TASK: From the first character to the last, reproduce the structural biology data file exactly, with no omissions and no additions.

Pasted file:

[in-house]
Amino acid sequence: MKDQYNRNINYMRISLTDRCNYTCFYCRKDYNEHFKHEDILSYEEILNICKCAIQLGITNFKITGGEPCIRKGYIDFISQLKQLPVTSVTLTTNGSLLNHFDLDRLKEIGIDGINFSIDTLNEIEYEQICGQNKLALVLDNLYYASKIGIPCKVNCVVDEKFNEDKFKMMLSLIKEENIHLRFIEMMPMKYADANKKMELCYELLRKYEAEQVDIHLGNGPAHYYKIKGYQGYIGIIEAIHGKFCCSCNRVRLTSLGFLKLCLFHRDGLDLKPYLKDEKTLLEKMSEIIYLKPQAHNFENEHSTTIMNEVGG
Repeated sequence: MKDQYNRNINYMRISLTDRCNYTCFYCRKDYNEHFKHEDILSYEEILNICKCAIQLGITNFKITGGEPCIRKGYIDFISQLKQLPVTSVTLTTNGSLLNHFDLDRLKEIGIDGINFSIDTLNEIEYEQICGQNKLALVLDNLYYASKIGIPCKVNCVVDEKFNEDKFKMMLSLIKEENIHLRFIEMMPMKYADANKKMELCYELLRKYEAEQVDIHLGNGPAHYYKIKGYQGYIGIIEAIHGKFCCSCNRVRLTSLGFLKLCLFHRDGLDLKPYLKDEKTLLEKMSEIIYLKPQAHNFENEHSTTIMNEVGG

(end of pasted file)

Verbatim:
[in-house]
Amino acid sequence: MKDQYNRNINYMRISLTDRCNYTCFYCRKDYNEHFKHEDILSYEEILNICKCAIQLGITNFKITGGEPCIRKGYIDFISQLKQLPVTSVTLTTNGSLLNHFDLDRLKEIGIDGINFSIDTLNEIEYEQICGQNKLALVLDNLYYASKIGIPCKVNCVVDEKFNEDKFKMMLSLIKEENIHLRFIEMMPMKYADANKKMELCYELLRKYEAEQVDIHLGNGPAHYYKIKGYQGYIGIIEAIHGKFCCSCNRVRLTSLGFLKLCLFHRDGLDLKPYLKDEKTLLEKMSEIIYLKPQAHNFENEHSTTIMNEVGG
Repeated sequence: MKDQYNRNINYMRISLTDRCNYTCFYCRKDYNEHFKHEDILSYEEILNICKCAIQLGITNFKITGGEPCIRKGYIDFISQLKQLPVTSVTLTTNGSLLNHFDLDRLKEIGIDGINFSIDTLNEIEYEQICGQNKLALVLDNLYYASKIGIPCKVNCVVDEKFNEDKFKMMLSLIKEENIHLRFIEMMPMKYADANKKMELCYELLRKYEAEQVDIHLGNGPAHYYKIKGYQGYIGIIEAIHGKFCCSCNRVRLTSLGFLKLCLFHRDGLDLKPYLKDEKTLLEKMSEIIYLKPQAHNFENEHSTTIMNEVGG